This week we cover SOFR Transparency & Hardwired CLOs Emerge; Custody, Year 4!
According to LCD, and illustrated in the COW, there have been at least 145 U.S. CLOs issued thus far in 2019. That represents 145 opportunities to put in stronger, more robust, more workable LIBOR fallback language into CLOs. While most 2019 CLOs used “amendment” fallback language – which might be challenging to execute en masse when LIBOR ends – we were gratified to hear that several recent CLOs included more robust hardwired fallback language. Below, we discuss why good fallbacks are critical and highlight a recent CLO that used more robust, more-ARRC-able fallback language.
As the nearby story reports, we are quite excited to see a new CLO with “hardwired” LIBOR fallback language. (Hardwired fallback language is what is being used in FRNs, and generally states that, upon LIBOR cessation, the contract falls back to a version of SOFR plus a compensating spread adjustment.)
Most U.S. lenders and borrowers realize that LIBOR is likely to end sometime after 2021. However, they are less familiar with SOFR, the Secured Overnight Financing Rate, which will be the fallback for U.S. dollar derivatives and likely will be the fallback for cash products. Thus, lenders are keenly interested in seeing what SOFR actually looks like. To tackle that […]
This week we cover Loans & Systemic Risk Redux; Seeing SOFR; Bankruptcy Roundup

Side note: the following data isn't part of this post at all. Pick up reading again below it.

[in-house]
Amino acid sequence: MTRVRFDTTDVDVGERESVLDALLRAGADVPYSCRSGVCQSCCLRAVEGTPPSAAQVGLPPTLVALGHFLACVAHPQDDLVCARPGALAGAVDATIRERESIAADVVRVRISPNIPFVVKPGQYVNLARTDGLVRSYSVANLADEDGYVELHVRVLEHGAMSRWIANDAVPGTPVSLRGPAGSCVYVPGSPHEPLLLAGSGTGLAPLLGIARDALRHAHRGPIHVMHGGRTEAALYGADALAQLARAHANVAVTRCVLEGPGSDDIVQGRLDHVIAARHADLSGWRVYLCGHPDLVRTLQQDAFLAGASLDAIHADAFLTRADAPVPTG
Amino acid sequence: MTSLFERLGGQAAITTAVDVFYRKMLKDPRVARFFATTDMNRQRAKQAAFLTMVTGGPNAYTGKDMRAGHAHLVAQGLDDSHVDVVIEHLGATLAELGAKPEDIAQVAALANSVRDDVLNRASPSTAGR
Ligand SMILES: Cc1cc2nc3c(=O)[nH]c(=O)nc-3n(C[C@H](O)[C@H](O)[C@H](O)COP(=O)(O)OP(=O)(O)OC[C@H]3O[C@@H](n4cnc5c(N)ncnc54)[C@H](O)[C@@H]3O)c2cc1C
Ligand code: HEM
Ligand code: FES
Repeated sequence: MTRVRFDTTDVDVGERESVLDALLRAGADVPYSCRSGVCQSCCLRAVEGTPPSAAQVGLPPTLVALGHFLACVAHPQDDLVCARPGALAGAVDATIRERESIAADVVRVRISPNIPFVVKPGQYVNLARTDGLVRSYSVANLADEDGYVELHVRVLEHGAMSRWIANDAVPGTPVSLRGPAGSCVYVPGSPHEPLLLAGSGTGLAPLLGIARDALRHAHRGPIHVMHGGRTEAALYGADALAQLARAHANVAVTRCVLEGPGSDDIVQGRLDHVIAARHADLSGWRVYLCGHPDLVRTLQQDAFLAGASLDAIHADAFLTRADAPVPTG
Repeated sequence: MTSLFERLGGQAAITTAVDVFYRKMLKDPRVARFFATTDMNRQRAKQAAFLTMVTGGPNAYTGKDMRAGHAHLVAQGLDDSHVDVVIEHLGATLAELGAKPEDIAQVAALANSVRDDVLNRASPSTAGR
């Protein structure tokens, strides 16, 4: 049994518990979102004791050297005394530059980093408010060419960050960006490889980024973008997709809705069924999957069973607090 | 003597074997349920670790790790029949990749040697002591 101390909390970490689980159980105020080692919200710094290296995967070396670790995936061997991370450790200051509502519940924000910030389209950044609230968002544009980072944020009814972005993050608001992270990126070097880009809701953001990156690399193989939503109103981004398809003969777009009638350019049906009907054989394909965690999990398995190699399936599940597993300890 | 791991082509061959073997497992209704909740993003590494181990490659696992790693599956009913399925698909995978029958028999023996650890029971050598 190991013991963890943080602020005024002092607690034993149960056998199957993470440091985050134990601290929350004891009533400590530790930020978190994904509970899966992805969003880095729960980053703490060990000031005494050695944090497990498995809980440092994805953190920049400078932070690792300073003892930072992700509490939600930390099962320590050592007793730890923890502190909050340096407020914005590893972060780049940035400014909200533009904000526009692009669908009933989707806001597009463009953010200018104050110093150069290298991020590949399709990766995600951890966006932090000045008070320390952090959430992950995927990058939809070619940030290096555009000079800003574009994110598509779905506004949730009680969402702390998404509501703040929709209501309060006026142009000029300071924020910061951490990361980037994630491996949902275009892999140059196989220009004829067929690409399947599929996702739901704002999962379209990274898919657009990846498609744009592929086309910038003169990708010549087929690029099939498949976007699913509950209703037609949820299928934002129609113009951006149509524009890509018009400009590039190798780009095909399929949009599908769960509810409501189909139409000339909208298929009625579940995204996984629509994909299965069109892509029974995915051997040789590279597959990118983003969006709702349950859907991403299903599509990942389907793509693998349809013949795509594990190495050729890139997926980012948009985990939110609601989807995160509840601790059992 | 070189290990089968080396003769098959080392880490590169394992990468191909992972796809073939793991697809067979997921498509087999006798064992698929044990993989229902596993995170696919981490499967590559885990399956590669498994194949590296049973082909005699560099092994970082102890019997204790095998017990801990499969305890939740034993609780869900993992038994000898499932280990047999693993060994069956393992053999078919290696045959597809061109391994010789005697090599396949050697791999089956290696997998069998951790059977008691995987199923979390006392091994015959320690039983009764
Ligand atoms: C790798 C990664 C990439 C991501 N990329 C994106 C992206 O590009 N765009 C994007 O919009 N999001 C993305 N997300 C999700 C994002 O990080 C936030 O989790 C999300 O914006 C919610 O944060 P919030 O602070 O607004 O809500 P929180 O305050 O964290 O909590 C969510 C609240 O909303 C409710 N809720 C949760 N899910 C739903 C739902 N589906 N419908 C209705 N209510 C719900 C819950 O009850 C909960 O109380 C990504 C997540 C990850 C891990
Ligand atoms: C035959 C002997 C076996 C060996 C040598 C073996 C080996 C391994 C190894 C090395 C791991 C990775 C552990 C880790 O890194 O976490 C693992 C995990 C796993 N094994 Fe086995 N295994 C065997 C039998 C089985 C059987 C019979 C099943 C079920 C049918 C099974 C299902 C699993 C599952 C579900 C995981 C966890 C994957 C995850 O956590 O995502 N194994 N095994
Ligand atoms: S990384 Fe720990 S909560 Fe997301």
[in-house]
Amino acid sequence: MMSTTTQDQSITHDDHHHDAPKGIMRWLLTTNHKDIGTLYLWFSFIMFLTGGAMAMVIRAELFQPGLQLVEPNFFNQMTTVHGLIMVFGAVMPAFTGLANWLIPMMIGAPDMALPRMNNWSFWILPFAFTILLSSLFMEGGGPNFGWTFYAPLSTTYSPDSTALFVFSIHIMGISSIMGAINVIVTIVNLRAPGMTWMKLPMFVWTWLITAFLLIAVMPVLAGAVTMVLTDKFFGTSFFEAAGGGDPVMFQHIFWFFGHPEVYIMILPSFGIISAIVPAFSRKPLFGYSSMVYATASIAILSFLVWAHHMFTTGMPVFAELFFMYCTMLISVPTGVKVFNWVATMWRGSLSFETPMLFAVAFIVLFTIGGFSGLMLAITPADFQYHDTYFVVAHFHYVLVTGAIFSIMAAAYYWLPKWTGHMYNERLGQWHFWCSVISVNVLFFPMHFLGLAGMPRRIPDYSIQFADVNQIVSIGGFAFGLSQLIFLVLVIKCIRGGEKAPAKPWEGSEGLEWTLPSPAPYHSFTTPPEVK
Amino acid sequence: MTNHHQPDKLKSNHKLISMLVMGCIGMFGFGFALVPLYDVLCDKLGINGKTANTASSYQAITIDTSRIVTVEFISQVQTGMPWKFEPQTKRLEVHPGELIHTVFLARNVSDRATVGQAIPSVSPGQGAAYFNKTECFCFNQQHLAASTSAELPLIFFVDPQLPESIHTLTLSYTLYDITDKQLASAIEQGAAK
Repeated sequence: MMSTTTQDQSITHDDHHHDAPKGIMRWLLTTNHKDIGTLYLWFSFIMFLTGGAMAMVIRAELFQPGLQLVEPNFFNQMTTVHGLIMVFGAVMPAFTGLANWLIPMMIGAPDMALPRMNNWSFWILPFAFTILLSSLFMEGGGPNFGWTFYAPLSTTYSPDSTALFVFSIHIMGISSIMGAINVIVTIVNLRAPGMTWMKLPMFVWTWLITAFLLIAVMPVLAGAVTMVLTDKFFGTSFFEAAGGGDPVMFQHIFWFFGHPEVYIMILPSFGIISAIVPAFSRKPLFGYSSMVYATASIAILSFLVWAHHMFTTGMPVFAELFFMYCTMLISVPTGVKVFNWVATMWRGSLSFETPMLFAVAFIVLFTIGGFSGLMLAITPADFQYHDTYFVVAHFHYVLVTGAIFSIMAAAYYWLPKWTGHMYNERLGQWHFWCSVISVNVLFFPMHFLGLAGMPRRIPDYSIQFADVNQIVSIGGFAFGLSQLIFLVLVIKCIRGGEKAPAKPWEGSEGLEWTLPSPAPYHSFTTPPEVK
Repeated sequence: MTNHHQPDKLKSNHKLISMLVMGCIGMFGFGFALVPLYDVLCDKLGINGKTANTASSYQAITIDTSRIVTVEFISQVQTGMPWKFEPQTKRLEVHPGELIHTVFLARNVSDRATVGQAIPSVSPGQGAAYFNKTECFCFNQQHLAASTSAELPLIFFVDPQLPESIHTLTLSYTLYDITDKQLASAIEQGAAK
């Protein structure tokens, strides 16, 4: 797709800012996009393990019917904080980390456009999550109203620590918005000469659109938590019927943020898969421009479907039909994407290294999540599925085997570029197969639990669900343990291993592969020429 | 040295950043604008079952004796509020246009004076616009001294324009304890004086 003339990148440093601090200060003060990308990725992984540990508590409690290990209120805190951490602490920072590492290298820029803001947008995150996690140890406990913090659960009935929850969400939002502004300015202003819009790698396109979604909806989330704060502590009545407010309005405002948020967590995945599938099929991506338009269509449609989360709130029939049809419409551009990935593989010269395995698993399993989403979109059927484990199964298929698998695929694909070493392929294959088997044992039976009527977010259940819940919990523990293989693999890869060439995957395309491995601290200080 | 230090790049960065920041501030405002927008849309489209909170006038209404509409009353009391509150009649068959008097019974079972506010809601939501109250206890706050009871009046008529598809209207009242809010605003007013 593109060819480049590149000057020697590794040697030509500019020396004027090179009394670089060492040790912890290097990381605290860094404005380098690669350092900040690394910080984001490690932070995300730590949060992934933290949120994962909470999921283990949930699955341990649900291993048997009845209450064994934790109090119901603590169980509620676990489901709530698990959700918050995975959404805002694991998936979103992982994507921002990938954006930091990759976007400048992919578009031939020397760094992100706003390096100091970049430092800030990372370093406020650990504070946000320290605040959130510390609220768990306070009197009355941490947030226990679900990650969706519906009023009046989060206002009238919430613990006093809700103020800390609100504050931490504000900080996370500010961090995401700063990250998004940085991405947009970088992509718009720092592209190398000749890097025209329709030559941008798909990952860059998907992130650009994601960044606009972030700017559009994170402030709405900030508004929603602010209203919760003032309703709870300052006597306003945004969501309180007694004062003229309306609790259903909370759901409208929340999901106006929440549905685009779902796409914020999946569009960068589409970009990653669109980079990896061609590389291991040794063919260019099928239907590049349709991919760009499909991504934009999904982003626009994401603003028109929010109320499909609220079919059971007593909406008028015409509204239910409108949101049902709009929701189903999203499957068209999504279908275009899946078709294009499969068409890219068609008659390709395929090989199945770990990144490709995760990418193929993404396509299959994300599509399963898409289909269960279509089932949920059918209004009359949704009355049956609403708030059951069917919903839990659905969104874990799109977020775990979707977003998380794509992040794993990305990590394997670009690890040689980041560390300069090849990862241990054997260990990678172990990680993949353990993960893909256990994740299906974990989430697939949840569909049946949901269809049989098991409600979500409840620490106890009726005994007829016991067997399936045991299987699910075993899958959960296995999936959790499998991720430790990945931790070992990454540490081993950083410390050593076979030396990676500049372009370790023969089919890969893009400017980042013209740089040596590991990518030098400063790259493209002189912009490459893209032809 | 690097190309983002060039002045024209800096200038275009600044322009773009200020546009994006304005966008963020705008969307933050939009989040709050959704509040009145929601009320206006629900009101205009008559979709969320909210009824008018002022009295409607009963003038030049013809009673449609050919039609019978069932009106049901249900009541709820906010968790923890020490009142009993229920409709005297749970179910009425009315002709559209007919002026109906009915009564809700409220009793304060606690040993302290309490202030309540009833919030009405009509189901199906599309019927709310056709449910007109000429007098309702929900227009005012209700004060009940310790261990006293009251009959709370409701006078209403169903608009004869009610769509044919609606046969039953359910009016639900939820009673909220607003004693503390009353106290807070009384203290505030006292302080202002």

In a recent LIBOR Roundtable co-hosted with Cadwalader, we discussed six steps to leaving your LIBOR. Step 3 is “Know Your Potential Replacement Rates”. The reality is that SOFR, the Secured Overnight Financing Rate, will be the fallback for U.S. dollar derivatives and likely will be the fallback for cash products. Thus, lenders are keenly interested in seeing what the rate looks like.
The past week has been big. After 10 months of work, the Alternative Reference Rate Committee (“ARRC”) released its recommended LIBOR fallback language for syndicated loans and floating rate notes. The LSTA co-chairs the ARRC Business Loans Working Group, was one of the drafters of the loan fallback language, and also has published an easy-to-read explanation of LIBOR fallbacks and a printable one-pager here (after login).
On April 22nd, the Alternative Reference Rates Committee (ARRC) released “A User’s Guide to SOFR”, which discusses the likely end of LIBOR, what it means for cash products, and how cash product consumers (such as syndicated lenders or borrowers) might think about the different variants of SOFR. The LSTA is a member of the ARRC […]
ARRC released a white paper to help explain how market participants can use its recommended alternative to U.S. dollar LIBOR, the Secured Overnight Financing Rate (SOFR), in cash products. This paper builds on the ARRC’s work developing the Paced Transition Plan, which outlines the steps for an effective shift to SOFR.
SOFR and SONIA may be the anointed replacements for LIBOR…but how do you actually make a SOFR loan work? As an ARRC member and Co-chair of the ARRC’s Business Loans Working Group, the LSTA has been in the weeds on this issue. Step One: Develop workable recommended LIBOR fallback language for syndicated loans (coming soon!). Step Two: Help lenders and vendors operationalize SOFR within loan systems.
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